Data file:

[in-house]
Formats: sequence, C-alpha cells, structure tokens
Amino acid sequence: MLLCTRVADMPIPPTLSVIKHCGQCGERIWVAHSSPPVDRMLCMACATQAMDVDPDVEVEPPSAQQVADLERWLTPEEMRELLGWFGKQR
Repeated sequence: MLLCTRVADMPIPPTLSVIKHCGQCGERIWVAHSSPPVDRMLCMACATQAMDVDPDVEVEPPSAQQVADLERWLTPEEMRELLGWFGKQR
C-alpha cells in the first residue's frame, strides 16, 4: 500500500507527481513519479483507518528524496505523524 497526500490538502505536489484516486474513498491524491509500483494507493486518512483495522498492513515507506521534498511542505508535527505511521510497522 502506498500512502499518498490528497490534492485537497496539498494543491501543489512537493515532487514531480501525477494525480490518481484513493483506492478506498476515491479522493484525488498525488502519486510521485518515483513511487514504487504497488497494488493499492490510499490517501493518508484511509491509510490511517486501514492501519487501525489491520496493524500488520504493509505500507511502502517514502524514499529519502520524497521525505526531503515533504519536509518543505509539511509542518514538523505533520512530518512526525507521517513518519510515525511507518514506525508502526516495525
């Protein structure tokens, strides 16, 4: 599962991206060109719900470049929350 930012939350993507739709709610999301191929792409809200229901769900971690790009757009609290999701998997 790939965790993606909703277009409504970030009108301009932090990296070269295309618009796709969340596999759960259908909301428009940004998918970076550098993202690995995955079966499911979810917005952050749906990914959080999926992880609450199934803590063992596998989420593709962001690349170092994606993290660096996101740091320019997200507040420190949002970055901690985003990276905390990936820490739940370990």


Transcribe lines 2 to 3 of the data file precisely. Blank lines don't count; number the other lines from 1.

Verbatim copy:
Formats: sequence, C-alpha cells, structure tokens
Amino acid sequence: MLLCTRVADMPIPPTLSVIKHCGQCGERIWVAHSSPPVDRMLCMACATQAMDVDPDVEVEPPSAQQVADLERWLTPEEMRELLGWFGKQR